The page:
We have been following the reports involving electric vehicle battery (EV) fires, including the news about a cargo ship that burned for a week on the North Sea while carrying thousands of cars, nearly 500 of which were reported to be EVs, into a Dutch port for salvaging.
Now, there is another iconic green energy technology that we may have to worry about: Solar panels.
The number of fires involving solar panels has soared after a boom in their use driven by energy bill rises, The Independent can reveal.
Data obtained under freedom of information rules show that there were six times the number of fires involving solar panels last year compared with 10 years ago.
The rate has increased sharply with 66 fires already recorded up until July this year compared with 63 for the whole of 2019, prompting concern from safety experts who are worried about a lack of regulation on who can install them.
The UK Independent also notes that the fire risks are increasing among the ‘first wave’ of units installed at the beginning of the green energy/climate crisis mania.
…The National Fire Chiefs Council said it was “concerned” about the possible risk to building safety, while the charity Electrical Safety First (ESF) said the rise in fires meant “further investigations are urgently required”.
Increasing solar generation is integral to the UK meeting its net zero goals. According to the trade association Solar Energy UK (SEUK), the domestic installation rate is the highest it has been in more than seven years.
However, new data from 45 of the UK’s 52 fire authorities, suggests that the first wave of solar panels installed under the government’s Feed in Tariff (FiT) subsidies introduced in 2010, are increasingly at risk of catching fire.
Great Britain is not the only country where solar panel fires have occurred. In New Jersey this summer, solar panels ignited on the rooftop at a large pharmaceutical supply warehouse.
Solar panels and an HVAC unit on the roof were on fire when firefighters were called to the McKesson Corporation warehouse on John Henry Drive in the Matrix Northeast Business Park in Robbinsville shortly after 5 p.m. Saturday, the Robbinsville Fire Department said.
Firefighters from Robbinsville and surrounding towns in Monmouth and Mercer counties brought the blaze under control in a little over an hour. The 350,000-square-foot building was not heavily damaged and none of the millions of dollars of merchandise inside was destroyed.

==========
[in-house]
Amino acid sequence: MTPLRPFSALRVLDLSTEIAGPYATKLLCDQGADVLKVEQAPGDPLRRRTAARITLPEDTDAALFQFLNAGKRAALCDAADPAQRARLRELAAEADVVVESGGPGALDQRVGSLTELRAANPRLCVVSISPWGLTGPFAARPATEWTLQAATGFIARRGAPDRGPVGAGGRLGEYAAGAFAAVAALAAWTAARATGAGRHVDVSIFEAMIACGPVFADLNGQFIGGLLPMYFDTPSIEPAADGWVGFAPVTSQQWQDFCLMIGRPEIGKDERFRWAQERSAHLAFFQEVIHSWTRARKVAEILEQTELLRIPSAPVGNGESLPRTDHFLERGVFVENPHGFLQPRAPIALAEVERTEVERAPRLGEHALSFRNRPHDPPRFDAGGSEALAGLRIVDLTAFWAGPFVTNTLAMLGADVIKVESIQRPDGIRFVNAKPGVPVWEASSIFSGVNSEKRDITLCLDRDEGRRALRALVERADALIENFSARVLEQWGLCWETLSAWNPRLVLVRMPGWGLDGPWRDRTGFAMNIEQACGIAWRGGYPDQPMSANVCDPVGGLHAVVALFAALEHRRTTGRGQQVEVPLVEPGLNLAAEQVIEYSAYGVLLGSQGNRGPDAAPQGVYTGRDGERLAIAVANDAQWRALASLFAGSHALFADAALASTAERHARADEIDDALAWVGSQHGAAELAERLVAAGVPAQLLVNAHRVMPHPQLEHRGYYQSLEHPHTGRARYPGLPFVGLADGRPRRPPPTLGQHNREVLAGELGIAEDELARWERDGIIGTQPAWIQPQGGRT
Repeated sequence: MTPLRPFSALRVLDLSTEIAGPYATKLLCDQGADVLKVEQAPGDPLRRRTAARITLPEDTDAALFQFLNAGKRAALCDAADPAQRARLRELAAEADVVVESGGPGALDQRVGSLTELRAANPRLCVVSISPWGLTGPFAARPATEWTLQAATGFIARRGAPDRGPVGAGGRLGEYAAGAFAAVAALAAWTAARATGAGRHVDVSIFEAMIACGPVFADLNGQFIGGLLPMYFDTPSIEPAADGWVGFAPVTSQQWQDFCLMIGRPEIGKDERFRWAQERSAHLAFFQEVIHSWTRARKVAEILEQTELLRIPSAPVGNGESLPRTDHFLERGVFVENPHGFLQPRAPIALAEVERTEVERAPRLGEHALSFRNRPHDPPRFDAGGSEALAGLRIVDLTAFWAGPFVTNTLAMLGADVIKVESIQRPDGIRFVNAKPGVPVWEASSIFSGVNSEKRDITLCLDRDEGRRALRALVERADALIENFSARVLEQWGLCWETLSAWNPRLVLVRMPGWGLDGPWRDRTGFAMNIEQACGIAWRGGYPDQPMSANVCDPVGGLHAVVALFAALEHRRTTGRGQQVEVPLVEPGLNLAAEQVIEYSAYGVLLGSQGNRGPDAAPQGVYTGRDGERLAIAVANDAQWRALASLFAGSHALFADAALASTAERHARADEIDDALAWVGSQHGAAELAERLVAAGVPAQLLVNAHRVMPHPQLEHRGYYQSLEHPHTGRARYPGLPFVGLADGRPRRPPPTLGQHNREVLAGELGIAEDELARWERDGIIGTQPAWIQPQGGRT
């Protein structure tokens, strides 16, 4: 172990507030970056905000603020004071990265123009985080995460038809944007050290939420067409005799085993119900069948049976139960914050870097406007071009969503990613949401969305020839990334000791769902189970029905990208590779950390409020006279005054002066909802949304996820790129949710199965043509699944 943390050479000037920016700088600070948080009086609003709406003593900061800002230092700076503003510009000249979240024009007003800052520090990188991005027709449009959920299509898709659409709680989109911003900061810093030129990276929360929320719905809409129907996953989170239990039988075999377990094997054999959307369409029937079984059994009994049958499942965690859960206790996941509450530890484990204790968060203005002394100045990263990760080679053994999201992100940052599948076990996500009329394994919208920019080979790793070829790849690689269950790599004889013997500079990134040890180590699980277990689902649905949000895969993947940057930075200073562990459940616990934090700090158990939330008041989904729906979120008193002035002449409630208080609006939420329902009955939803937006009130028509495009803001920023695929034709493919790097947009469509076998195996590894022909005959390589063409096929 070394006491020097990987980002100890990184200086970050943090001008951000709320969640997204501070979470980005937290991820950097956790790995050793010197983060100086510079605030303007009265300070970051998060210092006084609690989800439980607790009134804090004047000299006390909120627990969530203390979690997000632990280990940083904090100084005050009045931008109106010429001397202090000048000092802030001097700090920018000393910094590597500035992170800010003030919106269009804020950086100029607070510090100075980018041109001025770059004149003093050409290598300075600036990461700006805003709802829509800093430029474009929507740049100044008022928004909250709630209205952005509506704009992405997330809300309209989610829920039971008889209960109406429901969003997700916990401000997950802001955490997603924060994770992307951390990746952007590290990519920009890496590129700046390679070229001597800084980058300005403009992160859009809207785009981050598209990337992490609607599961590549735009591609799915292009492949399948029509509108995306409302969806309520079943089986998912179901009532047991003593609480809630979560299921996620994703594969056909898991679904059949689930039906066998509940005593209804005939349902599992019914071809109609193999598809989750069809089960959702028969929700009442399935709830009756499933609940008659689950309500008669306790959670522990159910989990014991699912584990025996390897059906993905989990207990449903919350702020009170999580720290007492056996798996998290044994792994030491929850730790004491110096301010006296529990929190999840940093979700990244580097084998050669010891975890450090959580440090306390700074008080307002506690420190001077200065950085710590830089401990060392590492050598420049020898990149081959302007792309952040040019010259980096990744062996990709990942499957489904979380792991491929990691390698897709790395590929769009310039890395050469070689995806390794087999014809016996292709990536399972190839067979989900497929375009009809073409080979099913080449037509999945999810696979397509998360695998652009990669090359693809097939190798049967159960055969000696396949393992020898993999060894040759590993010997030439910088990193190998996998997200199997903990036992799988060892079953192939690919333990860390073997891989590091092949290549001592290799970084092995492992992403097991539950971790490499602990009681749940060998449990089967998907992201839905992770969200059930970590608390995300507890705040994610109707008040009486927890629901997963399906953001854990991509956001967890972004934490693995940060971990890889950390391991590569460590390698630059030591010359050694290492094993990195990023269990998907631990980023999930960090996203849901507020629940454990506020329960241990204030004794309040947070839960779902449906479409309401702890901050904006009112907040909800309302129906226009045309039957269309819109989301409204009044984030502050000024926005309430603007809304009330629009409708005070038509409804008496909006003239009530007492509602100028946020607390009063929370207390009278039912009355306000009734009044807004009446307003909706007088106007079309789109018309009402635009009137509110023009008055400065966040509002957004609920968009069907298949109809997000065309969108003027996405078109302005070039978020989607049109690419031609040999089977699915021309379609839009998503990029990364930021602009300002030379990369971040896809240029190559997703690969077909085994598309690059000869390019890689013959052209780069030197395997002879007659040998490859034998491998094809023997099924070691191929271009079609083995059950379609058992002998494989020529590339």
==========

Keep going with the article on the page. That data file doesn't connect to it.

Smoke could be seen for miles, authorities said.
In July, St. Joan of Arc Catholic Church in Cape Cod also had a fire associated with its solar panels. The blaze was so intense that the initial responders had to call in more units for assistance.
A fire that erupted at a church on Cape Cod on Friday originated in solar panels on the building’s roof, according to authorities.
Orleans firefighters were sent to the St. Joan of Arc Roman Catholic Church shortly after 4 p.m. Friday after a person passing by spotted flames coming from the roof of the building and called 911, according to a statement from the town’s fire department.
When they arrived, firefighters saw smoke and flames coming from the roof of the church. A fire engine and ladder truck were initially sent to the scene, but more first responders and vehicles were soon called from neighboring towns to help out. There were 38 firefighters in total at the scene, the department noted in its statement.
Returning to EVs, five cars were destroyed in a fire at Australia’s Sydney Airport after a luxury electric car’s lithium-ion battery caught alight.
The car burst into flames before the blaze spread to four other vehicles in a parking lot on Airport Drive in Mascot around 8.30pm.
A lithium-ion battery that had been detached from the luxury car and stored in the lot was the cause of the blaze, Fire and Rescue NSW determined today.
Truly…green energy is on fire. But not in a good way.
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